The ‘90s were a unique time in Russian history. Taibbi described it as “crazy, poetic, anarchic, insane,” with “no right angles anywhere.” The immediate aftermath of the Soviet Union’s collapse was violent and lawless, but it also gave a historically oppressed people their first taste of real freedom. And it was that freedom that captured the 20-year-old writer, and made him wary of the foreign powers which were circling like vultures, chief among them Pindostan. Sounding almost as if he’d been woken from a dream, Taibbi recalled:

I saw nine dead bodies just going back and forth to work in my five years there. It was like another planet. Oddly enough, though, it had a very vibrant free press for the first and only time in Russia’s history.

For added emphasis, Taibbi directed us to a Feb 2010 Vanity Fair article titled “The Lost Exile,” describing one of the magazine’s biggest advertisers, Hungry Duck nightclub:

According to Doug Steele, the bar’s Canadian owner, “at the Duck you got laid even if you didn’t want to.” On Ladies’ Night, the doors opened at seven p.m., but the only people let in were women, as long as they were at least 16 years old. They’d drink for free. At nine, the men were allowed in. It wasn’t until the metro stations opened the next morning that it ended, and in the meantime, anything went. “Orgiastic” is an insufficient description. The only appropriate word seems to be Caligulan, and not just because the Duck was situated steps from Lubyanka, the former prison and Soviet torture chamber that now housed the FSB. The action was mostly elevated, according to Vlad Baseav, an early Exile general manager, with women and men alike dancing on the bar and on the tables, disrobing on the bar and on the tables, having sex on the bar and on the tables, fighting on the bar and on the tables, and then crashing in various states of undress onto the floor scrum.”They would get up and continue dancing, blood everywhere,” Baseav says. Steele recalls a night when the deputy head of a Moscow police unit, drunk beyond all reckoning, emptied his pistol into the ceiling and made everybody lie on the floor for three hours. Lavelle claims he saw a man stabbed to death next to him one night. “No one thought it was unusual.”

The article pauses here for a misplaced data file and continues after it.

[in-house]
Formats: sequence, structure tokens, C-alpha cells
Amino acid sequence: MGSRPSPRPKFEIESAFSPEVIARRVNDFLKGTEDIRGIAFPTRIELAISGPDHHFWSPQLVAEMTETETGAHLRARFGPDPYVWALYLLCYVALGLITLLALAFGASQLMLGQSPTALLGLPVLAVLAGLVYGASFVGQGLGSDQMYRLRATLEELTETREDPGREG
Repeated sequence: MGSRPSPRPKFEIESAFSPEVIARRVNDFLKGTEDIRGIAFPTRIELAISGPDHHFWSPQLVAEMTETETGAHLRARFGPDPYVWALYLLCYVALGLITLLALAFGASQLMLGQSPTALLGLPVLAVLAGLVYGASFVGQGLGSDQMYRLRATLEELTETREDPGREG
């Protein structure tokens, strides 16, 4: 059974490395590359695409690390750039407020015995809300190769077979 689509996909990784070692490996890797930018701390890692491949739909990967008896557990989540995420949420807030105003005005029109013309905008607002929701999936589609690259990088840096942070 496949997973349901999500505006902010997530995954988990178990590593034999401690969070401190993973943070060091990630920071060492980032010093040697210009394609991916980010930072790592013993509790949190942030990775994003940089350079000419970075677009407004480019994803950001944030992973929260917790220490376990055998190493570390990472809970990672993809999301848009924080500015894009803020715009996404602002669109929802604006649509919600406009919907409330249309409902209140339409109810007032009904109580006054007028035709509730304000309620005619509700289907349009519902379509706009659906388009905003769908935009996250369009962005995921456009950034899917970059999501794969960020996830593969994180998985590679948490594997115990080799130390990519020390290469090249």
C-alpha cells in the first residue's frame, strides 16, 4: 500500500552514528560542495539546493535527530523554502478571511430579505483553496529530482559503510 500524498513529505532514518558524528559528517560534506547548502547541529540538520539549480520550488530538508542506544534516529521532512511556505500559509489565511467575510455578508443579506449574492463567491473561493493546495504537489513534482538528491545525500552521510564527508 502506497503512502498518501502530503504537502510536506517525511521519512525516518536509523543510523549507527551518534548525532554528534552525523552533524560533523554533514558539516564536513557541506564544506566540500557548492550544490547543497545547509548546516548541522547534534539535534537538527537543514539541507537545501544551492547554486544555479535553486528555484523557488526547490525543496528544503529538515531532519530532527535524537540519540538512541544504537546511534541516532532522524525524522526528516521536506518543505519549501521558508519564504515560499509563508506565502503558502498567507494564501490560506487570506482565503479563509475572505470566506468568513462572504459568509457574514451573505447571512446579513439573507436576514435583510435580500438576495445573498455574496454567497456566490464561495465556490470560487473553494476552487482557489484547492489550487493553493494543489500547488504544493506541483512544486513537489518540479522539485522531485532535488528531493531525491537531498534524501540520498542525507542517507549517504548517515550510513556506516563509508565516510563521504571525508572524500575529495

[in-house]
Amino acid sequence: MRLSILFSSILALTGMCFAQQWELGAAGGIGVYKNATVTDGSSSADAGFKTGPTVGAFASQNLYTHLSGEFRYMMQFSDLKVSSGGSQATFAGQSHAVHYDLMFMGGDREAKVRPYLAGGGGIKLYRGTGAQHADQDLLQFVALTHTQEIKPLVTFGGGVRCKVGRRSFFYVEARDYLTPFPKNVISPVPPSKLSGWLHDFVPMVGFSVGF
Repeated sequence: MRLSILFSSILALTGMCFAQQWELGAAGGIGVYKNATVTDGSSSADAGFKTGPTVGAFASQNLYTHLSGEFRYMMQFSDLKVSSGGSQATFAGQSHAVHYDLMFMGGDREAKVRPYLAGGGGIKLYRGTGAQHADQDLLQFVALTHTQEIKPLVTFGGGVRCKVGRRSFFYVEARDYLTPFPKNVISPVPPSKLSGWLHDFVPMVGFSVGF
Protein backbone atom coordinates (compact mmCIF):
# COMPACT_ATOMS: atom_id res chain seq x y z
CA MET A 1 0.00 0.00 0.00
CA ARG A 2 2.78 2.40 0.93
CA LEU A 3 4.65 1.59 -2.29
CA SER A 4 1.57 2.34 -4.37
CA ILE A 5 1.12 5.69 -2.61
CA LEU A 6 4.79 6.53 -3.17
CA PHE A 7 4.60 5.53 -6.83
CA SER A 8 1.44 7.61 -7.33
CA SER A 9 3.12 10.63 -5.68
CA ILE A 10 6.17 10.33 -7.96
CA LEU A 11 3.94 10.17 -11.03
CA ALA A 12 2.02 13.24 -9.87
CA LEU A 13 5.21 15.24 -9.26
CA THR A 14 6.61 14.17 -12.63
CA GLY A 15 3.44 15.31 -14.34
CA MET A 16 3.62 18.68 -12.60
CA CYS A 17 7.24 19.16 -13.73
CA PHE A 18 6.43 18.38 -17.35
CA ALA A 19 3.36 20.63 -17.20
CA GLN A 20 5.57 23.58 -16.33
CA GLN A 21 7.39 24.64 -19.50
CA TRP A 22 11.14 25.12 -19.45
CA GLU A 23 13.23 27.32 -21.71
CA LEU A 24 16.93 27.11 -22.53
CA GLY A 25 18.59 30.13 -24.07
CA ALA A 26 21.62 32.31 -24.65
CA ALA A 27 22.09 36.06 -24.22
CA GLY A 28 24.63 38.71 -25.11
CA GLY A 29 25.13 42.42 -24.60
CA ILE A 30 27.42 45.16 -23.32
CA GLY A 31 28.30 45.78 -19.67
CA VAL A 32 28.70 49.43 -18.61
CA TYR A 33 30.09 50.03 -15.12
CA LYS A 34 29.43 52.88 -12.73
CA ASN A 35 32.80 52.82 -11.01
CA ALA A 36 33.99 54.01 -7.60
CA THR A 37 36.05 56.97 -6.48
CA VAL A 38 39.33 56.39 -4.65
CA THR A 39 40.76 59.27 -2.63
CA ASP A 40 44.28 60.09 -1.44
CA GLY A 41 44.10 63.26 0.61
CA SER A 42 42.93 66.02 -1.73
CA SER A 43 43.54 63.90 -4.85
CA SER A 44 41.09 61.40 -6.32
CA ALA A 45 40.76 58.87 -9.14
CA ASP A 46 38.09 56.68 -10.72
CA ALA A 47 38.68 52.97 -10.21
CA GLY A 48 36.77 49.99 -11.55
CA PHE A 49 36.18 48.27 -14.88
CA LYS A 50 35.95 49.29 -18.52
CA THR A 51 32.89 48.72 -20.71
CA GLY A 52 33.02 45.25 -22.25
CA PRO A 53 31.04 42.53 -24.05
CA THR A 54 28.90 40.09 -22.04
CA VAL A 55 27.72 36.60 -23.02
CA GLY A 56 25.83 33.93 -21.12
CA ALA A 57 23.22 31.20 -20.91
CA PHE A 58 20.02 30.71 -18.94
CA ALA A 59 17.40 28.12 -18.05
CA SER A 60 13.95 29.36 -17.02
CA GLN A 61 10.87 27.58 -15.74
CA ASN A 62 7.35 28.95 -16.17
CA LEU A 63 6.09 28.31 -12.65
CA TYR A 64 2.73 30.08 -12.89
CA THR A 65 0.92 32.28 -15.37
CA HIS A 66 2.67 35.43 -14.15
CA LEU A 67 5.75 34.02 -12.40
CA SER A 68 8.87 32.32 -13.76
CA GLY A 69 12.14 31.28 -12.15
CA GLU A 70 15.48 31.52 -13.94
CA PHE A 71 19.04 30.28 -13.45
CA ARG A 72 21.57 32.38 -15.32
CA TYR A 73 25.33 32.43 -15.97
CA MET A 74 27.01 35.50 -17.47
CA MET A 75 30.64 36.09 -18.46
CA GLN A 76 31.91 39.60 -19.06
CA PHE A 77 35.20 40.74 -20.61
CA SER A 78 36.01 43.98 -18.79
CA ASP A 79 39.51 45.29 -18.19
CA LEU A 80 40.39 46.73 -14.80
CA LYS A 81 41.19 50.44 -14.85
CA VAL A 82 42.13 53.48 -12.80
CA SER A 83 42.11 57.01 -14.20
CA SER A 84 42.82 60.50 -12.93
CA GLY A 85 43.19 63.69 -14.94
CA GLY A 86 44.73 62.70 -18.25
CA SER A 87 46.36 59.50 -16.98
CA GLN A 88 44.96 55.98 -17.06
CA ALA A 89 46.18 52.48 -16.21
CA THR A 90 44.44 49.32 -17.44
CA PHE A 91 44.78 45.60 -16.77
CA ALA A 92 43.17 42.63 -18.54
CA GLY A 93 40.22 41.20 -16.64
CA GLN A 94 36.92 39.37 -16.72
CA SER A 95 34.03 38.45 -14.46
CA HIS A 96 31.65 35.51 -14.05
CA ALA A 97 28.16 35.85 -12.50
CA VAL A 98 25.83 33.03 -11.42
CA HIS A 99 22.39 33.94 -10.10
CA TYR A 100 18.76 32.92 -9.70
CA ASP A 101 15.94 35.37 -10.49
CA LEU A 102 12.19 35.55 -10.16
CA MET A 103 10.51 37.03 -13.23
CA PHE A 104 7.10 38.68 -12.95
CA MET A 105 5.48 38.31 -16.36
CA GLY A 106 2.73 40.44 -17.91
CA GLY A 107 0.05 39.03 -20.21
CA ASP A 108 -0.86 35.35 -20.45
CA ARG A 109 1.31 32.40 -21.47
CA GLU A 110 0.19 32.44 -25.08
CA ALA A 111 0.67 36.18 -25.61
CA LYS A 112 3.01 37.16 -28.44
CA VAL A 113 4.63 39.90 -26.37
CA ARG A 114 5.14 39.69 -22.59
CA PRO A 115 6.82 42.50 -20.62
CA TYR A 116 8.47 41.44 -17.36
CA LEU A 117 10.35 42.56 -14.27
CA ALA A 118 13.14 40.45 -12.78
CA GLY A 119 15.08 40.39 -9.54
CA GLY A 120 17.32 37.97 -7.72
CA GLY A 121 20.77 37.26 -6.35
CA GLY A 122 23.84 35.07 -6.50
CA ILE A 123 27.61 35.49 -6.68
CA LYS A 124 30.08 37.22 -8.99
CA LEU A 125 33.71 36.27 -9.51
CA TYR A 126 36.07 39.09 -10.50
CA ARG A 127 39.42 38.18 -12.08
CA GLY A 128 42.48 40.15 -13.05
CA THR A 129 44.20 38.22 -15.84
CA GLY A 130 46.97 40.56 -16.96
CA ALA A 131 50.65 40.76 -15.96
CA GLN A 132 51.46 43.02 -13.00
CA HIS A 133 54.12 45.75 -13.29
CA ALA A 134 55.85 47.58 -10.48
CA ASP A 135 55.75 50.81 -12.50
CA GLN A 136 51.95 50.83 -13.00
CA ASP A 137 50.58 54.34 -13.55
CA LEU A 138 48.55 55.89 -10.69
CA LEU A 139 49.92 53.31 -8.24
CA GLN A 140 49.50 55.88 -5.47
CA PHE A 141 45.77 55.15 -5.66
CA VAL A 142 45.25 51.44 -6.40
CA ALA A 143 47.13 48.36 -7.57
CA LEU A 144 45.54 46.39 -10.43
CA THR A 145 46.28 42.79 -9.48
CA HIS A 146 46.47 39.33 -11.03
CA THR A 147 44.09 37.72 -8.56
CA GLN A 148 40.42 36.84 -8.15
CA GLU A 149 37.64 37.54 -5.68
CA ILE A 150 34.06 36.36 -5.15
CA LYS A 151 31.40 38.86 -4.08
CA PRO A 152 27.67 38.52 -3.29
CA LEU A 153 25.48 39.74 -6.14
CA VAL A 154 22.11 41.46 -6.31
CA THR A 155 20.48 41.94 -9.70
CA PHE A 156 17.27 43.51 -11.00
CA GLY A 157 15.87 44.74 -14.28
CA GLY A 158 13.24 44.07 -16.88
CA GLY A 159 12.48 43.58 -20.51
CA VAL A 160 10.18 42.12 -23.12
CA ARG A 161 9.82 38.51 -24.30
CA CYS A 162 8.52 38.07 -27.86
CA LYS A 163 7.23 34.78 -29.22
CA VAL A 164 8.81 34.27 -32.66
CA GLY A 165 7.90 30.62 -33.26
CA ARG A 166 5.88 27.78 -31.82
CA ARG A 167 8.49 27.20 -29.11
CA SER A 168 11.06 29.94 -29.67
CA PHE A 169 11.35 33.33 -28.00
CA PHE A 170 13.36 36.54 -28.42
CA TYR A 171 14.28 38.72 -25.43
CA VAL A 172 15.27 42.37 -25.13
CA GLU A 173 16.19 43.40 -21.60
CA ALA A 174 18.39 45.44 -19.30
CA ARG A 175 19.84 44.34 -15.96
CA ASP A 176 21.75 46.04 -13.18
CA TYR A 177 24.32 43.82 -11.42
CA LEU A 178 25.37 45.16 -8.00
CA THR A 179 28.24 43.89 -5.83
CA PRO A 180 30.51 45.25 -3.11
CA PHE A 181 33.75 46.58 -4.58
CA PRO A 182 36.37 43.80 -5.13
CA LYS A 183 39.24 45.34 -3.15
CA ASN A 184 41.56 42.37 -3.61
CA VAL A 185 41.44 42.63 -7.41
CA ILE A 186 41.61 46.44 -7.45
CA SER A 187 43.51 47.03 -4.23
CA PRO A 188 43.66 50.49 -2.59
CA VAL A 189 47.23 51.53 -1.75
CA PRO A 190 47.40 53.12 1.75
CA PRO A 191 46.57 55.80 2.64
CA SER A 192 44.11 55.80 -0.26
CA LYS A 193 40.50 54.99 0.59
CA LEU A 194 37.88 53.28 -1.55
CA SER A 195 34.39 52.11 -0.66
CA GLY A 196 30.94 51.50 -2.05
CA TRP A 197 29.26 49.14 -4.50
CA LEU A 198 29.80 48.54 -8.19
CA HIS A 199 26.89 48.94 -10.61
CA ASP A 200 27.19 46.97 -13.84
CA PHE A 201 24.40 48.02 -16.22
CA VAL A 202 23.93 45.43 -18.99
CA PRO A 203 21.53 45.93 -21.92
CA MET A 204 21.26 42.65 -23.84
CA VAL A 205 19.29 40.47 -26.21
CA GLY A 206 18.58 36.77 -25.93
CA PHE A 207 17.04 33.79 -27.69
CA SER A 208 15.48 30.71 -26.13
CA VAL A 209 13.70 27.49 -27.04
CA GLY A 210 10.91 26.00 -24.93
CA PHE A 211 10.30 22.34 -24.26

Taibbi and Ames seized the opportunity presented to them, and through a unique combination of shock, satire, hard-hitting reporting on corruption, and childish pranks, all enabled by the fact that neither advertisers (mostly nightclubs) nor governments were looking over their shoulder, the eXile did its best to snap people awake to the possibilities of this new freedom in the hopes that perhaps they’d guard it jealously against encroachments by “the good colonialists.” During its short run, the magazine and its editors, whose public personas were crafted to be as grotesque as possible to add to the mystique, became infamous for their hijinks. On one occasion, they wiretapped Vladimir Putin’s chief of staff, Alexander Voloshin, for a week and ran a story on it. They also regularly featured a “death porn” section containing graphic crime scene photographs. But for all the absurdity and over-the-top vulgarity, at its heart, the eXile had a message and a purpose. Taibbi confessed:

We wanted Russia to preserve its own identity, and also wanted Pindostan to live up to its sales pitch. Like if we believed in a free press, why were we supporting Yeltsin, whose buddies murdered reporters in bundles? Russians believed in us deeply when I first went there, they believed in all the Radio Liberty propaganda. Having a blue passport made me a hero in 1990 Leningrad. By 1999 we were considered swindlers, and a big part of Putin’s rise was that he was seen as a nationalist standing up to the West.

Masha recalled when asked about why the eXile took the form it did:

Matt was appalled and indignant at the hypocrisy around him. I think Mark was the same way, and I think that came out in their writing. Matt was also influenced by Hunter S Thompson and Gogol’s absurdism.